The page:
There is suffering everywhere. So there is danger in closing one’s mind to the experiences of others because it reminds you of your own anger. Listen first and then decide…at least that’s what I believe is best to avoid misunderstandings and to find peace.
But now when I reflect over our conversation again, I begin to think that even if I had told him all that my heart wanted him to hear, he still might not have been able to listen. Though he might have experienced hardships that I have never known and that most people will never know, he is still only twenty. Perhaps he still needs time before he can take ignorance and history at its face value. I still have no idea what kind of education about the world Master Key received before joining Hangyeore after all.
I think that Master Key is an amazing individual, but it saddens me when I see him shut down because of his anger and hatred. I may be only three years older than him, but I know that it will only hurt him. Master Key, with his ambition, courage, and ingenuity, is a role model to many of his peers. I hope that as he learns more about the world, all of its people, and history, he will be able to look beyond his hatred and recognize the role that ignorance plays in inflicting pain on others.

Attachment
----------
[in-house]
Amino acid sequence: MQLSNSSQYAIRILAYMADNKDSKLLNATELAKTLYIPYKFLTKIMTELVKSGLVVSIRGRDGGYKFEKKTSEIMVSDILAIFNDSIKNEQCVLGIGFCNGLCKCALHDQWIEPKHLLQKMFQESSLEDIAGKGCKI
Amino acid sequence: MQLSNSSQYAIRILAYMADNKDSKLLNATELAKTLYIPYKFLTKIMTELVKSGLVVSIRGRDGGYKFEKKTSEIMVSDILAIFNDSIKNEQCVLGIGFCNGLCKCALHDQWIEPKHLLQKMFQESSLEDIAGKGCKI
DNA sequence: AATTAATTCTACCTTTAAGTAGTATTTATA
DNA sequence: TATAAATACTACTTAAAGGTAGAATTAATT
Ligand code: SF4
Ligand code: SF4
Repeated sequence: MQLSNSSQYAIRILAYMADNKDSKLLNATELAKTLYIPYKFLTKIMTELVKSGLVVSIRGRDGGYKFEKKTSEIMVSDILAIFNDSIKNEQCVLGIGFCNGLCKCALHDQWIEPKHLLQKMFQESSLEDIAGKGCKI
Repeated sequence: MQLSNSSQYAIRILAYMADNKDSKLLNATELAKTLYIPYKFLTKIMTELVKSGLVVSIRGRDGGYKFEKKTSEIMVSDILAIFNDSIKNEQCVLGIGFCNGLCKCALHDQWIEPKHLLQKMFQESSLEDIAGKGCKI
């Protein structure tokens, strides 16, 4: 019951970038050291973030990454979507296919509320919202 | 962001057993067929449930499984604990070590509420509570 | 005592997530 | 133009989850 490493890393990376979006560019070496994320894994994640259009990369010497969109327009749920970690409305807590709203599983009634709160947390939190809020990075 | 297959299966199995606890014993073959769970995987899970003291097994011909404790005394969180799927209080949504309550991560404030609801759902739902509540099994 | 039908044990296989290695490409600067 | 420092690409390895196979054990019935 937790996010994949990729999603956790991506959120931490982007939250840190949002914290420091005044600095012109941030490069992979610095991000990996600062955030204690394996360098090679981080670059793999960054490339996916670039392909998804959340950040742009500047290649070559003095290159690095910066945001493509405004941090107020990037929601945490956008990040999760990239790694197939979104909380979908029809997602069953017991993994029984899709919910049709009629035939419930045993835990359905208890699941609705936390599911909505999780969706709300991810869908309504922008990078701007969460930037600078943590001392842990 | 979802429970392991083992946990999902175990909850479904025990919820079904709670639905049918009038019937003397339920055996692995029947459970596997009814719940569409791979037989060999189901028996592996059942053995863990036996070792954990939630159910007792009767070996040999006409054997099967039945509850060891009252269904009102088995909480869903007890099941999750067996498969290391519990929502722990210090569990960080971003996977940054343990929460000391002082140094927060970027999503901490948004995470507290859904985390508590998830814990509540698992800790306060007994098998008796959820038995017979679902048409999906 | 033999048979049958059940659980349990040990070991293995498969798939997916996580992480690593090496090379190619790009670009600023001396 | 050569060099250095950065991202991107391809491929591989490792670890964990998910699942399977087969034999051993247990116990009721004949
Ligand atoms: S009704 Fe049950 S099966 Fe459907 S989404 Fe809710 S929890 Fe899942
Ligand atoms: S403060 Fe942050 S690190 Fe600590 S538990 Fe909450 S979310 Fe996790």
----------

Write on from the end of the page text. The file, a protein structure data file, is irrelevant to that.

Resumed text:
Maybe Master Key will be able to ask all of the questions he didn’t ask me that day and make the changes he wants to for other refugees. Maybe as Korea plays a larger role in Japan, Japan will be more willing to finish the conversation with Korea – acknowledge its role in the Pacific War. Then at that point Master Key and I can finish our conversation and pave the way for the unification of the peninsula with the support of South Korea’s neighbors.